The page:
What Happens Without Nadia Calviño?

Nadia LagardeHaving linked Calviño's candidacy to the demands of the southern countries damaged her chances in the Eurogroup

Joan Tapia (Barcelona) | The defeat in the Eurogroup indicates that Spain is not gaining influence in Europe, but it will have little impact on economic policy.

Spain needs a budget, as the country continues to operate with the one that the previous government managed to approve in 2018, shortly before the fall of former Prime Minister Mariano Rajoy. No matter how few conditionalities Brussels imposes, it would be impossible to demand European funds and aid without having a budget for 2021. And Spanish public opinion (the solvent and informed, which is not all) put great hope in the fact that if Economy Minister Nadia Calviño was elected president of the Eurogroup, it would be easier for Spain to have a viable budget and for European aid to be granted more easily.

In the end, Calviño (also a deputy Prime Minister) had only nine of the ten votes needed and ended up losing out to Irish Minister Pascal Donohoe of the EPP’s European family.

What effects will Calviño’s defeat have? At the European level, I believe that it will not be excessive. That said, the presidency of the Eurogroup would have given Spain (along with the vice-presidencies of Josep Borrell in the Commission and Guindos in the ECB) an influence in the EU institutions more in line with its share of GDP. But the recovery plan (and its implementation) does not depend on the president of the Eurogroup. What Calviño’s defeat – despite the support of Germany, France and Italy – does show is that this recovery plan will be hotly debated. Also that there are many countries, beyond the four frugal ones (Holland, Austria, Sweden and Denmark), that want to negotiate the terms of the plan, which will be a substantial innovation in the operation of the EU. The fact that Italy and Spain have won the support of Germany does not mean that the ten countries which voted for Donohoe will accept everything agreed between Berlin, Paris and Brussels.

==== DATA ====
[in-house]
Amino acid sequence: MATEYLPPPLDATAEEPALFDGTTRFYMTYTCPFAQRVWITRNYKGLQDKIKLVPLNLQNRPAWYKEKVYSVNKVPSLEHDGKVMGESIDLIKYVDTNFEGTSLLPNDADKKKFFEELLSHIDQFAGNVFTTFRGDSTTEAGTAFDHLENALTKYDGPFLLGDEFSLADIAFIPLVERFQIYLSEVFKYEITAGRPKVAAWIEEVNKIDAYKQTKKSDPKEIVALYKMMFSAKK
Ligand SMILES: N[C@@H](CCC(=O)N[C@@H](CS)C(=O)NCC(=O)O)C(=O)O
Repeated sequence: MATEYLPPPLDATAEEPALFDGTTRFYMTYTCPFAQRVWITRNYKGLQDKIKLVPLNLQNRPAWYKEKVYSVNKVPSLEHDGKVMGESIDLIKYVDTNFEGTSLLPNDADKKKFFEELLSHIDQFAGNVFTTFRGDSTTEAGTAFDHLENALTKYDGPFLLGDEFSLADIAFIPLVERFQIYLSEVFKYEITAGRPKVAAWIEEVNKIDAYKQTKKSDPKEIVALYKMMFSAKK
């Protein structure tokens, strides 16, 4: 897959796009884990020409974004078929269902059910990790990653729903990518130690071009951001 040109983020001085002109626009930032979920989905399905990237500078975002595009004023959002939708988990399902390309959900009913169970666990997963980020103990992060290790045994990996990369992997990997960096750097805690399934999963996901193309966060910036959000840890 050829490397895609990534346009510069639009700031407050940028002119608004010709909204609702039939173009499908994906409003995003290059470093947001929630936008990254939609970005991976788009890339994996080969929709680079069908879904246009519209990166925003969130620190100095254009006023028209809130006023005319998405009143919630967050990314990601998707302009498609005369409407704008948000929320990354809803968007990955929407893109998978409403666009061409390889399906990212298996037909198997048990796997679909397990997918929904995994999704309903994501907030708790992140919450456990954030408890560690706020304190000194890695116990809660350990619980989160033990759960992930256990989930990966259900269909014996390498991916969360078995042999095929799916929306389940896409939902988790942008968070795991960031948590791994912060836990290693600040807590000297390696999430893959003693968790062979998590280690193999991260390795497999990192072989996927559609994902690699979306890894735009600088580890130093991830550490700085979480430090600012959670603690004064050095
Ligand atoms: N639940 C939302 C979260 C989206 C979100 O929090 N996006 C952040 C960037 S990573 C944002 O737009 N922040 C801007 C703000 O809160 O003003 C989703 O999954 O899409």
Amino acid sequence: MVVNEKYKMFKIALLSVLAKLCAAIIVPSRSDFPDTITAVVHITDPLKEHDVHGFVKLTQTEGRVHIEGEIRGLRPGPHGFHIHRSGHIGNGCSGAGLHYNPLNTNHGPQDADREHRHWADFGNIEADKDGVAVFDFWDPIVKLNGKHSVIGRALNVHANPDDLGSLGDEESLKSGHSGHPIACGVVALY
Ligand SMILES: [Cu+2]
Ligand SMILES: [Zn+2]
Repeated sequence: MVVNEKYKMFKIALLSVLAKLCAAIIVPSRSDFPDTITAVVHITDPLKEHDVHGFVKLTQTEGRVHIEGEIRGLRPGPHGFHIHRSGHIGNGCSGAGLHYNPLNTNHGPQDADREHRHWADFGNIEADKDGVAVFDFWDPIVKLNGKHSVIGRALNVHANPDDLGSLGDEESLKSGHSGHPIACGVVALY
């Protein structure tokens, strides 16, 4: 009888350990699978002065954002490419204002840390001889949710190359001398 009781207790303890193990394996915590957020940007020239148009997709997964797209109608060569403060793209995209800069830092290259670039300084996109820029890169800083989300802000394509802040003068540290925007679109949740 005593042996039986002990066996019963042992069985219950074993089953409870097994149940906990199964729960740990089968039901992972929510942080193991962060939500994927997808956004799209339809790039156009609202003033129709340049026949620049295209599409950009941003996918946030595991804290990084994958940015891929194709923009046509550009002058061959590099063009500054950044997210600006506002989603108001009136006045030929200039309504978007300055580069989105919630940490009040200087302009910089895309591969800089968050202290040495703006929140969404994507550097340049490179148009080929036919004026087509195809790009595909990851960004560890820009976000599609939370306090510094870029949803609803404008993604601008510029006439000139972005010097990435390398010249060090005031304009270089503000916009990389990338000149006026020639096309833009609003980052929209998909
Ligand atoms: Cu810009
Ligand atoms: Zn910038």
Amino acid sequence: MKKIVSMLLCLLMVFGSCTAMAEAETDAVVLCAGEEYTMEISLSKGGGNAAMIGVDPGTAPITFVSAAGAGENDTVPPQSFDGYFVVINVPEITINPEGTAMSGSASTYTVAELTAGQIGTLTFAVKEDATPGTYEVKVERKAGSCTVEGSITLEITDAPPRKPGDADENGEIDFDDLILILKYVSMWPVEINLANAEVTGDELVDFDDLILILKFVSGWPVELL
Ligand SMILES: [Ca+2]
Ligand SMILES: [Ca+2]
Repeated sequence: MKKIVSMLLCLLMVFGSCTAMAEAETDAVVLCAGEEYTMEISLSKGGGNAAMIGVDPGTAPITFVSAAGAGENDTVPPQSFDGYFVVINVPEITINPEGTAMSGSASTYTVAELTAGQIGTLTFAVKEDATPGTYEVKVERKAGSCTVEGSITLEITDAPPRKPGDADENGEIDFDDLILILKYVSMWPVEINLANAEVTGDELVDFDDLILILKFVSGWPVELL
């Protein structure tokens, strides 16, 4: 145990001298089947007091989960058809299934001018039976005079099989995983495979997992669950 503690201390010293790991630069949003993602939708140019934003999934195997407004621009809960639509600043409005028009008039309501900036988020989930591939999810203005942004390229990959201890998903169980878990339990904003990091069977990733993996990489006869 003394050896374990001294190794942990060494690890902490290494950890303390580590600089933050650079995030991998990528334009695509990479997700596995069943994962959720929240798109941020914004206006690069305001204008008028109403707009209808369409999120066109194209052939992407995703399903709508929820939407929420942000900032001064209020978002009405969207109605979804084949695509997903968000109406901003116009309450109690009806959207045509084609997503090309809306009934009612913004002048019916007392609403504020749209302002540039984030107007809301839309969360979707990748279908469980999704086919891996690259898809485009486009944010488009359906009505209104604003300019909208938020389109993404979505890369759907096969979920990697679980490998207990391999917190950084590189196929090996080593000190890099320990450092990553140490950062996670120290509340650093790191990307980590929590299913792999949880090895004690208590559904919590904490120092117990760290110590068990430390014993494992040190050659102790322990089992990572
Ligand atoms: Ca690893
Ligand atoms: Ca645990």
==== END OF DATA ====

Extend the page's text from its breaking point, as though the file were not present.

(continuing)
In this sense, it is possible that having linked Calviño’s candidacy to the demands of the southern countries damaged her chances. The minister from Ireland, a very liberal country but rescued in the 2008 crisis, may have seemed more balanced and less tied to the two big countries (Germany and France) and the demands of the south.

In Spain, it is clear that there will be political noise. The opposition parties will repeat that we are facing the umpteenth failure of Pedro Sánchez and that Nadia Calviño is affected. So her importance in the budget project (as opposed to another deputy Prime Minister, Pablo Iglesias, from the leftist party Unidas Podemos) will be less. There may be some of this, but I believe it will be a case of “much ado about nothing.” Sánchez will continue because he is the only possible Prime Minister with this parliament. The budget will also have to be approved with the votes of the centrist Ciudadanos and take into account the European guidelines. It is not possible to ask for 140 billion euros (financing from the ECB apart), without considering what is seen as appropriate and convenient in the European capitals. No matter what the most radical ministers think.

Therefore, Nadia Calviño, perhaps with fewer stars on her uniform, will continue to be a key player not only in the 2021 budgets but in all economic policy. And Unidas Podemos will have to accept this. Pablo Iglesias has already said he is not opposed, although he does not like it, to negotiating with Ciudadanos. But without approved budgets, the government will find it very difficult to survive next autumn-winter.

Spain has lost out in the Eurogroup, but only by 10 to 9 and with the vote in favour of the powerful Franco-German axis. It is an honourable defeat that indicates our limitations. Some have been quick to claim that the result is due to the fact Spain has a government with communist participation, something anomalous in Europe. Of course the participation of Unidas Podemos is not a positive thing for the finance ministers of the EPP. However, I do not think that is the key factor here. It is a warning from the medium-sized countries to the Franco-German axis to take them more into account. And to the countries of the south: we will help, but on top of this do not dictate the conditions.

About the Author

Joan Tapia
Former editor of La Vanguardia, El Noticiero Universal and Spanish public TV channel in Catalonia, Joan Tapia also advised the Minister of Economy and Finance of Spain’s first Socialist Government. One of the country’s most veteran journalists, Mr Tapia also holds a Law degree and founded La Caixa’s Information and External Relations Department. He is a regular columnist for some media outlets both in Catalan and Spanish, and a member of the Royal Academy of Economic and Financial Sciences.